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Minister of Finance and Deputy Prime Minister Chrystia Freeland speaks to the media at the Hamilton Convention Centre, in Hamilton, Ont., during the second day of meetings at the Liberal Cabinet retreat, on Jan. 24.NICK IWANYSHYN/The Canadian Press

Finance Minister Chrystia Freeland says her 2023 budget will prioritize spending on health care and the green energy transition, while ensuring the government’s overall fiscal plan is sustainable during what is expected to be a challenging year.

Speaking with reporters on the sidelines of a cabinet retreat in Hamilton, Ms. Freeland acknowledged a slowing economy could leave the federal government with less tax revenue to spend.

“I think that’s the approach that governments should always take to putting together a budget: If there’s less fiscal room, you can do less,” she said. “There is still a lot of uncertainty in the world economy. And that means that we do need to continue to take a fiscally prudent approach.”

However, Ms. Freeland said Canadians also expect Ottawa to support health care and she described the shift to clean energy as “a once-in-a-generation moment” that Canada must seize.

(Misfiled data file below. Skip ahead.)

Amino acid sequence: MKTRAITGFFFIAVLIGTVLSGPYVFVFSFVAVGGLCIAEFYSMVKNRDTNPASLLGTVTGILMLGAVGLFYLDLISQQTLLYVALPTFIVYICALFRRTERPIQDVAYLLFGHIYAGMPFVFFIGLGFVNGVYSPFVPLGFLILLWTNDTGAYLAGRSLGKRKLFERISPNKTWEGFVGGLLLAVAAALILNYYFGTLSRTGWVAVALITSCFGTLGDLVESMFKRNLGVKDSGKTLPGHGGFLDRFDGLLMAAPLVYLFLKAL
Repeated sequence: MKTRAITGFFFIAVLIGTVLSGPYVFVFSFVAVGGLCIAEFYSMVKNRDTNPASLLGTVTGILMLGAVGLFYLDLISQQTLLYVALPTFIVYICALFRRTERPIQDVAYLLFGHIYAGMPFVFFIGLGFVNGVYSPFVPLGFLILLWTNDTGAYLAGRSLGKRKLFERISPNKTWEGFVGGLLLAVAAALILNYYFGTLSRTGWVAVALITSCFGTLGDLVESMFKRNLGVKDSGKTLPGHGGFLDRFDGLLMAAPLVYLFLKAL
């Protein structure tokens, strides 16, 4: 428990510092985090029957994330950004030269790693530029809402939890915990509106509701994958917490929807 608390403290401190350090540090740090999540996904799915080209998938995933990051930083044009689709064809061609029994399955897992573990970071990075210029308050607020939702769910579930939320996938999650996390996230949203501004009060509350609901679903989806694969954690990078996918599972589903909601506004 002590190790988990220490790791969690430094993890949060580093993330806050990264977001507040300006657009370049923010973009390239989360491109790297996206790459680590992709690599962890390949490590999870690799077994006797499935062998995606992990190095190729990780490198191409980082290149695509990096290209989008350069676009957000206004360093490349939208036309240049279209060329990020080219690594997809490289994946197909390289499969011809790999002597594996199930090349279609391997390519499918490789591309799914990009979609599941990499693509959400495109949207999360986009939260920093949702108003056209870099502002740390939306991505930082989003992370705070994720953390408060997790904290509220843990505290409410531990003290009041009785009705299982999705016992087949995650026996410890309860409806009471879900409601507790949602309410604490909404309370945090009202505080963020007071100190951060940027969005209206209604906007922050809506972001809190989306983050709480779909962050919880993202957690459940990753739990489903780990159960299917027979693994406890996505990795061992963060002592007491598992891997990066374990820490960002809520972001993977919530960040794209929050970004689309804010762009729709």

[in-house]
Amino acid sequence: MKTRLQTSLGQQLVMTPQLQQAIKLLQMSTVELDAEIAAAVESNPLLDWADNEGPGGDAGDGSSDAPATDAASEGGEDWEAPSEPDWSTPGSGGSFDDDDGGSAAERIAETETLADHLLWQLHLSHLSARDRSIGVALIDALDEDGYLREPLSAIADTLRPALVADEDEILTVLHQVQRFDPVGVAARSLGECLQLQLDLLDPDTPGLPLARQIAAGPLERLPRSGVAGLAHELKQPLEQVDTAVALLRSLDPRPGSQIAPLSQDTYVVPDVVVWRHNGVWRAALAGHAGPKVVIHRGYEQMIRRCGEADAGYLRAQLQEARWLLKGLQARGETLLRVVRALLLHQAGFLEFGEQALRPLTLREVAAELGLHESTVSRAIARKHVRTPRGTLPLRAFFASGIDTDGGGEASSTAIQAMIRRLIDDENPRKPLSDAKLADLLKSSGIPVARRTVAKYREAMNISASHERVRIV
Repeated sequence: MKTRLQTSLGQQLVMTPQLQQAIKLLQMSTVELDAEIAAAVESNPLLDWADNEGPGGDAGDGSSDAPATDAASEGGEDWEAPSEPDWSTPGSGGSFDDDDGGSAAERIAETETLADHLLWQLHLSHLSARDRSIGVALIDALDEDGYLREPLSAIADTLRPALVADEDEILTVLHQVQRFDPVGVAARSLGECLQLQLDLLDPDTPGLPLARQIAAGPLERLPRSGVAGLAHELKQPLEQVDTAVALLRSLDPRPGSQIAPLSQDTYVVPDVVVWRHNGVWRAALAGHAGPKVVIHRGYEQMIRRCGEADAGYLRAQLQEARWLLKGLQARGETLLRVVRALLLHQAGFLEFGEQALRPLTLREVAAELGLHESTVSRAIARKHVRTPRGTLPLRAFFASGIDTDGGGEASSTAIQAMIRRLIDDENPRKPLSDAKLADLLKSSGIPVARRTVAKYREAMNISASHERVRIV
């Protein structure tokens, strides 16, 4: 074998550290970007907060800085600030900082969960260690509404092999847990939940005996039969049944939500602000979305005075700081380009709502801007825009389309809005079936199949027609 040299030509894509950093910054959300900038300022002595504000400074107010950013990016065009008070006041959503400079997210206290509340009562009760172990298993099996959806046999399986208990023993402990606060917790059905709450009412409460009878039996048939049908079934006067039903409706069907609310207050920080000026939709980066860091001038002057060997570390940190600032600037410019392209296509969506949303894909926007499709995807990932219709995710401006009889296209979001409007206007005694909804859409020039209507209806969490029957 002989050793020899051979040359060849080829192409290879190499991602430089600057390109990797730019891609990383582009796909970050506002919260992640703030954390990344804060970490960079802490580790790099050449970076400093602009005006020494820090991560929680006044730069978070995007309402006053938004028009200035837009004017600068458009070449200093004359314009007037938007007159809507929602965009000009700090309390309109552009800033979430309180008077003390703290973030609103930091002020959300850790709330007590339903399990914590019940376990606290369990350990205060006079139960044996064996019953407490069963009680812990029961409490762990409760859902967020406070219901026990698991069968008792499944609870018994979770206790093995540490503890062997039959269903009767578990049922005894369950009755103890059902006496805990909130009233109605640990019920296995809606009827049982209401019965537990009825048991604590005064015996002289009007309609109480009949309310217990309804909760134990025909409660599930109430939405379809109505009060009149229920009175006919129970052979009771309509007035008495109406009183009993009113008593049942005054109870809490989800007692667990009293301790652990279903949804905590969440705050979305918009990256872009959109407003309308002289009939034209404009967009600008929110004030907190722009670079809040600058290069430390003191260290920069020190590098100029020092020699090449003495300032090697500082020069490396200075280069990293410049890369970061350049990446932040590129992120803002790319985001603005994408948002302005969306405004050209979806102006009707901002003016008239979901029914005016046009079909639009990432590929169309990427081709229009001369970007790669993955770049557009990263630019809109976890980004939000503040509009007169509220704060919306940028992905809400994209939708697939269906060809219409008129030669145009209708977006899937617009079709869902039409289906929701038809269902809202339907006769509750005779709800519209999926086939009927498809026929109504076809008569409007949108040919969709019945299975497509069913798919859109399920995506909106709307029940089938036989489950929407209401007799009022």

“Those are significant fiscal pressures, and those are also issues that Canadians are looking to us to respond to,” she said. “So some challenging things to all do at the same time. And that’s the balance we’re going to have to find in the budget.”

Economic policy experts who provided confidential advice to the Liberal cabinet Tuesday said Ottawa should ensure new spending in the 2023 budget doesn’t undermine the Bank of Canada’s efforts to cool inflation.

The economy is expected to stall through the first half 2023 as the Bank of Canada’s aggressive interest-rate increases squeeze Canadians’ finances and act as a brake on consumer spending and business investment.

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So far, the impact of higher borrowing costs has mostly been felt in the housing market, while other parts of the economy have proven remarkably resilient. Unemployment is near a record low, and GDP growth is on track to exceed expectations through the fourth quarter of 2022.

That said, interest-rate increases work with a considerable lag. The Bank of Canada expects the economy to post near-zero growth in the coming quarters, putting it right on the edge of recession. Bay Street analysts expect the central bank to announce one more rate increase on Wednesday before hitting pause on further rate hikes.

The annual rate of inflation has been trending down, hitting 6.3 per cent in December from a high of 8.1 per cent in June, thanks in large part to falling gasoline prices. But this is still well above the central bank’s 2-per-cent target. And core inflation measures, which aim to capture underlying price pressure, remain stubbornly high even as they have begun to decelerate.

Former Bank of Canada senior deputy governor Carolyn Wilkins, along with Chief Statistician Anil Arora and University of British Columbia economics professor Kevin Milligan, spoke with reporters after their closed-door meeting with federal ministers earlier on Tuesday.